By Aaliyah Smith
Maya Angelou wrote an amazing and entertaining autobiography titled I Know Why The Caged Bird Sings, about her hard life growing up as a black girl from the South. Among the hardships are things known as "cages" as stated from a metaphor from Paul Dunbar's poem "Sympathy." "Cages" are things that keep people from succeeding in life and being everything they want to be. Some of Maya Angelou's cages include being black in the 1940's and her overbearing grandmother. In my life, a "cage" is my young age, that restricts me from carrying on with goals I hope to achieve.
A major "cage" from Maya Angelou's youth was that she was black in a prejudice southern town. Maya has recounted in her book the times when she was discriminated against. When she was working for a white woman named Mrs. Viola Cullinan, Mrs. Cullinan started calling her Mary, "That's [Margaret] too long. She's Mary from now on."(pp.91) One of the most important aspects of a person is their name. It is a great insult for someone to change your name, without your consent. If Maya was white Mrs. Cullinan would not have changed her name and she did it only because of her racist friends and attitudes. Even some of the white adults who supposedly supported her had hidden their racist messages in seemingly nice speeches. Maya conveys the words of Mr. Edward Donleavy, one of the people in the masquerade, "The white kids were going to have a chance to become Galileos and Madame Curies and Edisons and Gauguins, and our boys (the girls weren't even in on it) would try to be Jesse Owenses and Joe Lousises."(pp.151) Maya was forced to listen to Mr. Donleavy's stereotypes of how white children could be thinkers and black children can only be athletes.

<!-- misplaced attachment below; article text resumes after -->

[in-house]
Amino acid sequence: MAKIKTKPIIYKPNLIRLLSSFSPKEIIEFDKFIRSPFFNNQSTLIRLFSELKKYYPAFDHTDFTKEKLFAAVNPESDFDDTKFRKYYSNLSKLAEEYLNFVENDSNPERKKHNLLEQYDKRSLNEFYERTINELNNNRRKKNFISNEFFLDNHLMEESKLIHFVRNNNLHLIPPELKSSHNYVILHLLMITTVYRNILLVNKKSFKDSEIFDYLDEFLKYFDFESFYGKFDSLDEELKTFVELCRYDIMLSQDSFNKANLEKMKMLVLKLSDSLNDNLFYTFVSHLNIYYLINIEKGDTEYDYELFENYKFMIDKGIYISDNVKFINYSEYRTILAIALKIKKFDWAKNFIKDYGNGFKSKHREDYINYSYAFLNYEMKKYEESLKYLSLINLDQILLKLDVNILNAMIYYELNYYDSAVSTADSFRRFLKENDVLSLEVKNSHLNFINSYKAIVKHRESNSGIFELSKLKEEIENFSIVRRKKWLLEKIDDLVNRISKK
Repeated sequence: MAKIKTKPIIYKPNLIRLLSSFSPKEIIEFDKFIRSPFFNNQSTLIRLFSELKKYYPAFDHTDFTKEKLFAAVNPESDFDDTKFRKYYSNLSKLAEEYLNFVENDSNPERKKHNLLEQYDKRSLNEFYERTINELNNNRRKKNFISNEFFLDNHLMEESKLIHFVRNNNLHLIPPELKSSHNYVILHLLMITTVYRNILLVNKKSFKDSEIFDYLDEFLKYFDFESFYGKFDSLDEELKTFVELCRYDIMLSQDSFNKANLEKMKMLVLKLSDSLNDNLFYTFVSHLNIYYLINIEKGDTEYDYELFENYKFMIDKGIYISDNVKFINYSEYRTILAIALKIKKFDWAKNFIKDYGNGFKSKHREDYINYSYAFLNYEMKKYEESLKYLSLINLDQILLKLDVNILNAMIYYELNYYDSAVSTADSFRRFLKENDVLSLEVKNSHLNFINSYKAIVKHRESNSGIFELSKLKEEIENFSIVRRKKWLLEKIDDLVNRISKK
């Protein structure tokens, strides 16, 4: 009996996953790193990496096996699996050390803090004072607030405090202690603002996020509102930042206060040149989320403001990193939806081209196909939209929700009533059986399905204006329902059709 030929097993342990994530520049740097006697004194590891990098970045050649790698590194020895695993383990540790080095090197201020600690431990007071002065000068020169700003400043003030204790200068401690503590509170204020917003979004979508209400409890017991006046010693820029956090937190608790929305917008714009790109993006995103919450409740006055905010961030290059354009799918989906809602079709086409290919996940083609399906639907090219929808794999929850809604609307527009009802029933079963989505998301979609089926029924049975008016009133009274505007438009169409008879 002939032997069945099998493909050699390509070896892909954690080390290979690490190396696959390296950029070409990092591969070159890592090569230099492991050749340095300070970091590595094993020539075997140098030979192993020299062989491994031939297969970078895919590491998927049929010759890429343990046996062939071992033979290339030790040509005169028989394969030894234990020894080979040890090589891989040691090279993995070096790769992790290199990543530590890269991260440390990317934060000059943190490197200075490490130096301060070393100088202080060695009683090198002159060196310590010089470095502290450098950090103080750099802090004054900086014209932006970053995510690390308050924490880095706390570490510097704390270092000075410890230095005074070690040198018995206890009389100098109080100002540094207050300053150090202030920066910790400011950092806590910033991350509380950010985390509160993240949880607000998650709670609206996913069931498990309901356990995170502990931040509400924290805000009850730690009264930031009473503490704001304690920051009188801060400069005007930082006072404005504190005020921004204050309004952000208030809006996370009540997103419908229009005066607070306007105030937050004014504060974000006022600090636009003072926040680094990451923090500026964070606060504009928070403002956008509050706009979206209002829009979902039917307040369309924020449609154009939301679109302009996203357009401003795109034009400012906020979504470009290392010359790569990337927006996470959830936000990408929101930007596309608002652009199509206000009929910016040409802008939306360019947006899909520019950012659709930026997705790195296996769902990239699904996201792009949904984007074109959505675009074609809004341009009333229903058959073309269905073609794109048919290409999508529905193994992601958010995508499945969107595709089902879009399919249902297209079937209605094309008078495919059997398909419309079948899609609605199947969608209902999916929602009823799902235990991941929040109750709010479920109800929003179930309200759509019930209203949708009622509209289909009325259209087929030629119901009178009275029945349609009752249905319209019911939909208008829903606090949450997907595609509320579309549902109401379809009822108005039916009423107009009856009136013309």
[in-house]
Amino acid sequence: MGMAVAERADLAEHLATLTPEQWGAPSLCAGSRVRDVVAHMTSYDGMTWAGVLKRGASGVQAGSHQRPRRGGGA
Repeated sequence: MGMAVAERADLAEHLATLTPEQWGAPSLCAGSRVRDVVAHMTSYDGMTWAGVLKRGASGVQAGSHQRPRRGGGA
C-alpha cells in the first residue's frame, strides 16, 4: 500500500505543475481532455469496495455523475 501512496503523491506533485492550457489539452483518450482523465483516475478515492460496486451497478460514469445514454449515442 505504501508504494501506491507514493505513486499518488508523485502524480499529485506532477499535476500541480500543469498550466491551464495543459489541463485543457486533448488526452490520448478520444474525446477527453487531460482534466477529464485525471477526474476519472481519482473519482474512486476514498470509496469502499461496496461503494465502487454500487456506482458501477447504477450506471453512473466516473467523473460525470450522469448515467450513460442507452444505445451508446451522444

What was supposed to be an encouraging speech, which Mr. Donleavy probably thought was sincere, turned out to be just another racist and stereotypical...